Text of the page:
Declarative Lexical Phonology
¢¹. Representative-- John Coleman's homepage , John Coleman's publications
¢º. The Theory
of all, John Coleman talks about the theory of declarative phonology. Importantly,
in declarative approaches, the well-formedness constraints which constitute
the definition of the predicate grammatical
the surface structure £r
directly, not via transformations of
a deep structure distinct from the surface structure. These well-formedness
constraints are of several kinds:
(constituent structure) rules of the surface grammar. These are usually context
free, or no more than mildly context sensitive, and the nodes are usually
labelled with feature-structures, rather than atomic symbols.
feature-structures, such as logical constraints on what features may or may not
cooccur, and which features are predictable on the basis of which others.
Feature propagation constraints (a form of feature cooccurrence constraint
holding between different nodes of the syntactic structure) may be regarded in
Feature-structure defaults. This is a challenging area in declarative
grammatical research, since defaults may introduce nonmonotonicity into the
semantics of the grammar formalism, which gives rise to some technical
difficulties, though they do not necessarily make the grammar itself (i.e. the
Constraints on the linear order of sister constituents.
The lexical entries of words, containing information about their category,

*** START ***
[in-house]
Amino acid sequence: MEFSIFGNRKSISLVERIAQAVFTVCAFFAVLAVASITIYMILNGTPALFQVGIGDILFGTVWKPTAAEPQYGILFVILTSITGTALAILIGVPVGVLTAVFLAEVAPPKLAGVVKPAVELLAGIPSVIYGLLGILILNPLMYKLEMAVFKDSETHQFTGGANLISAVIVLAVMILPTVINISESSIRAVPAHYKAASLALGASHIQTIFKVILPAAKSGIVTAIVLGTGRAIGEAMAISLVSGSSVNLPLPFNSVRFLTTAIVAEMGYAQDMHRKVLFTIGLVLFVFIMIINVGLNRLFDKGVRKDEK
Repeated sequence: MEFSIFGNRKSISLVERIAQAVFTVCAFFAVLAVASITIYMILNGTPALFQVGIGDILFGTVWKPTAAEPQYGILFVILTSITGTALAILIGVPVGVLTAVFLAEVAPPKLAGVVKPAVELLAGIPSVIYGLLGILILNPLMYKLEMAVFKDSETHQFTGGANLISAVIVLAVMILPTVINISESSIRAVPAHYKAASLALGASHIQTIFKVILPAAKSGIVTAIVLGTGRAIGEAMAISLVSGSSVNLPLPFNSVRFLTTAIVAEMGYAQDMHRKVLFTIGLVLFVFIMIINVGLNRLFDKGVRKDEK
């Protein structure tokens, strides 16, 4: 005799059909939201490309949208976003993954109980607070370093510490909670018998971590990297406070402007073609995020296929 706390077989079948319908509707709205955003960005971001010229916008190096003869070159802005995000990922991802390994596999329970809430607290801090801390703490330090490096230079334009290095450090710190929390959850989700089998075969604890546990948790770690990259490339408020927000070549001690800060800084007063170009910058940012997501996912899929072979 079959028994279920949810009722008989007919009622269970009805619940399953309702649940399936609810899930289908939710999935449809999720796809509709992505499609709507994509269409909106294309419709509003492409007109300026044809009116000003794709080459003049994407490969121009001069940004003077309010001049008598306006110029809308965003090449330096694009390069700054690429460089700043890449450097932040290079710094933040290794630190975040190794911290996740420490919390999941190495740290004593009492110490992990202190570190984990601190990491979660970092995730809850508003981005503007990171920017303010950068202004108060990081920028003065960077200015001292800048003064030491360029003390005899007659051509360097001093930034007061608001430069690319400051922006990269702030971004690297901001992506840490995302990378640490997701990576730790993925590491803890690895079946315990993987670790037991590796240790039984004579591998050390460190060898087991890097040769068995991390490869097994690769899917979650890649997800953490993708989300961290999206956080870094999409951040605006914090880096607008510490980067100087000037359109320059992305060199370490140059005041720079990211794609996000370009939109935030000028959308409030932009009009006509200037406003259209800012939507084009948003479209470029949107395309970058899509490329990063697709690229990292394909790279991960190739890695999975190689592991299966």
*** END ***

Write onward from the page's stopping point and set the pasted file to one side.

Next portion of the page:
and the categories of the phrases they subcategorize for. Lexical entries may be
regarded as highly informative and specific feature-structures which contribute
information to the surface representation. Such information is complementary to
the more general information contributed by the other grammatical constraints.
Rules for productively generating new lexical descriptions from lexical
entries, such as productive active-passive morphosyntactic relations. Since
these are implications of the form ¡¥if X is well -formed, then Y is
well-formed¡¦, these too are simply logical constraints on well-formed surface
Principles for the semantic interpretation of well-formed syntactic
structures: usually, some form of function for combining the semantic
interpretation of the parts of a well-formed syntactic structure to form the
semantic interpretation of the larger structure (compositional semantics).
the preceding Sections John Coleman has presented a detailed critique of derivational
phonology that is matched only programmatically by the declarative
alternative. To give real substance to the declarative approach, he shall make a
conclusion by examining several of the rules in Halle and Mohanan¡¦s
(henceforth H&M¡¦s) Lexical Phonology of English in some detail, proposing
specific declarative alternatives.
H&M¡¦s rules can
be roughly divided into two main groups: morphophonologically motivated rules
(i.e. those which accompany a morphological affixation or other
category-changing operation), from the stress rules to the Centering Diphthong
Rule, and allophonic ¡¥detail¡¦ rules from Diphthongization
to the end. All of
the rules convert relatively more abstract representations corresponding more
closely to lexical forms to relatively more concrete representations
corresponding more closely to systematic phonetic forms. Nasal Assimilation, yInsertion
and y-Deletion are somewhat out of place among the morphophonological rules, in
that they simply adjust the output of one set of rules in order to match the
input to another set of rules without any particular morphophonological
consequence. Nevertheless, the approximate divisibility of the rule sequence in
this fashion surely cannot be
accidental, yet the theory in which H&M¡¦s analysis is cast does not